AG Racine Announces Federal Court Blocks Trump Administration From Cutting Food Benefits

20-State Coalition and NYC Wins Preliminary Injunction to Protect Food and Nutrition Benefits for Nearly 700K Vulnerable Americans

Washington, D.C. – Attorney General Karl A. Racine tonight announced that the Honorable Chief Judge Beryl A. Howell of the United States District Court for the District of Columbia issued an injunction in the District and New York State’s lawsuit to stop the Trump administration from unlawfully cutting Supplemental Nutrition Assistance Program (SNAP) benefits from hundreds of thousands of Americans. In the lawsuit, a 20-state coalition and the City of New York challenged a new U.S. Department of Agriculture rule that would have pushed nearly 700,000 struggling Americans, including 13,000 District residents, out of the SNAP program. The rule was scheduled to go into effect on April 1, 2020. The preliminary injunction will allow states to retain some flexibility in determining when negative economic conditions require extending SNAP benefits for single adults past the program’s three-month limit.

“This is a major victory for our country’s most vulnerable residents who rely on SNAP to eat,” said AG Racine. “The Trump administration’s rule would have forced hundreds of thousands of people who could not find work, including 13,000 District residents, to go hungry. That could have been catastrophic in the midst of our current public health emergency.”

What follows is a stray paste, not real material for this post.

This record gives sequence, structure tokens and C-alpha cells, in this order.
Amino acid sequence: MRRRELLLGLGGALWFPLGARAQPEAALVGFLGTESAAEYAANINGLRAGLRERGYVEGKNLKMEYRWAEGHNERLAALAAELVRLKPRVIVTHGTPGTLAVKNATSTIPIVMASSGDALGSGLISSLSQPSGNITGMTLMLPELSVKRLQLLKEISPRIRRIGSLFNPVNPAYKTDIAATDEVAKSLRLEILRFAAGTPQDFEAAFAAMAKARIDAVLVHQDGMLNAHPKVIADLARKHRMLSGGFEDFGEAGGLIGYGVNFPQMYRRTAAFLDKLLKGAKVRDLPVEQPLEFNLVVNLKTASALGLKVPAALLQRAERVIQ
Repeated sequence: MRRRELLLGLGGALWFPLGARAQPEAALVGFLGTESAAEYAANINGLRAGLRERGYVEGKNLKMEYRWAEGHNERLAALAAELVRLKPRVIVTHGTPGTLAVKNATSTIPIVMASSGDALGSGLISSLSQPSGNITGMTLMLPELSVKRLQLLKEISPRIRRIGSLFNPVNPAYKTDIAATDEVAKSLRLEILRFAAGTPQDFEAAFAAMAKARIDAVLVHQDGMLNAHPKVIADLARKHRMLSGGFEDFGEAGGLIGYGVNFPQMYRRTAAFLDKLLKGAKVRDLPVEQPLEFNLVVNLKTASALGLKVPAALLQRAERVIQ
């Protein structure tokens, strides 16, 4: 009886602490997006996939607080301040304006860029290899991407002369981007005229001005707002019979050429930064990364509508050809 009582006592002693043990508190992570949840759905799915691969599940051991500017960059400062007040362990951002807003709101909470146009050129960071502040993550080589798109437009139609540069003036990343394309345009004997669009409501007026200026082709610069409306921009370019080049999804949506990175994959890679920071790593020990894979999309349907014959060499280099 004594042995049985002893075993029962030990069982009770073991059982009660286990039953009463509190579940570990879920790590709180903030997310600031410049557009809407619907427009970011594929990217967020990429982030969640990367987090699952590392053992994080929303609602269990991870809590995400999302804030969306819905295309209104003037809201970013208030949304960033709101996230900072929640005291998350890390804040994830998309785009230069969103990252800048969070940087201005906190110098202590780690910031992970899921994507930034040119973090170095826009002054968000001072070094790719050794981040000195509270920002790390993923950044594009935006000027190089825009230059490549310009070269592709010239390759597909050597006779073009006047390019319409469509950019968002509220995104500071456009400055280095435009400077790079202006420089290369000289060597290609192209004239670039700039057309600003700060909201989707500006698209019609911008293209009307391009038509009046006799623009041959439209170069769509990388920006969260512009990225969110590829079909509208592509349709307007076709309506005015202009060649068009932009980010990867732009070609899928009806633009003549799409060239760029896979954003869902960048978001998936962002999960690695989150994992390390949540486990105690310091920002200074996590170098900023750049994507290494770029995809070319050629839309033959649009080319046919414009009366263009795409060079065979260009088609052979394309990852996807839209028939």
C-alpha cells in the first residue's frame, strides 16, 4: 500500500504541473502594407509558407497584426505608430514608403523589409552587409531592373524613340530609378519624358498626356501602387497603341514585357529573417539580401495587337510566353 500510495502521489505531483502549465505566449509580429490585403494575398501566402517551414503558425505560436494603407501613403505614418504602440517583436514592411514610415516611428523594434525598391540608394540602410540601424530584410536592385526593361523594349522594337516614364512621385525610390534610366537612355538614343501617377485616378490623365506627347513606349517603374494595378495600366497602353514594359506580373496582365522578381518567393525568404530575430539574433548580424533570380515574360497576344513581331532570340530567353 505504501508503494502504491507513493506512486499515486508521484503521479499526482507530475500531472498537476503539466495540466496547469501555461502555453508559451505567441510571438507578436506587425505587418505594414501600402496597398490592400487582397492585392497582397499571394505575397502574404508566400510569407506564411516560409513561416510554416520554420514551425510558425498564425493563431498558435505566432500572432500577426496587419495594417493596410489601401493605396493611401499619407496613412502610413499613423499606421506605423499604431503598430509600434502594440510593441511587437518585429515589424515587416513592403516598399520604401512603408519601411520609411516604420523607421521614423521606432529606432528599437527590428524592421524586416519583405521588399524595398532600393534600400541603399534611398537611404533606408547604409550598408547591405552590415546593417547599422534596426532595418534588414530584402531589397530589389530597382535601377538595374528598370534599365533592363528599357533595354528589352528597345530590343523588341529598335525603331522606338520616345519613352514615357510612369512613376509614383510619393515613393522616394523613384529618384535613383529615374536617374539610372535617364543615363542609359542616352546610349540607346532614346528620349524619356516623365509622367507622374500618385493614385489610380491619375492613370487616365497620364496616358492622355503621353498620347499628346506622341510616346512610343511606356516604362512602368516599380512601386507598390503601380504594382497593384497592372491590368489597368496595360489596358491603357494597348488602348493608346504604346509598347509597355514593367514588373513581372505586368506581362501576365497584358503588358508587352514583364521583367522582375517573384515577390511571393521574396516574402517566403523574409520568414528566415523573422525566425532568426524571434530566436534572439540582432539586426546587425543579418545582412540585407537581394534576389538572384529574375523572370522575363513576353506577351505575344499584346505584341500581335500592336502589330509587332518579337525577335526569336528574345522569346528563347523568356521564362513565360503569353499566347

The court’s opinion states in part: “Especially now, as a global pandemic poses widespread health risks, guaranteeing that government officials at both the federal and state levels have flexibility to address the nutritional needs of residents and ensure their well-being through programs like SNAP, is essential.”

The preliminary injunction is available at:

The full opinion is available at:          

The coalition is co-led by District of Columbia AG Karl A. Racine and New York AG Letitia James and joined by Attorneys General from California, Colorado, Connecticut, Hawaii, Illinois, Maine, Maryland, Massachusetts, Michigan, Minnesota, Nevada, New Jersey, New Mexico, Oregon, Pennsylvania, Rhode Island, Vermont, and Virginia, along with the City of New York.  Bread for the City and two District residents who were poised to lose access to critical nutrition filed a companion suit.

AG Racine is working to protect low income District residents from federal efforts to gut the social safety net. In addition to today’s court win, AG Racine led a coalition comment opposing USDA’s rule changes regarding ABAWDs, and a 24-state comment protesting against a USDA proposal that would prevent states from setting rules for SNAP eligibility based on the unique needs of their communities. AG Racine also joined a coalition of five Attorneys General in a lawsuit challenging the Trump administration’s “Public Charge Rule,” which was designed to discourage hardworking eligible immigrants and their families from accessing programs like SNAP.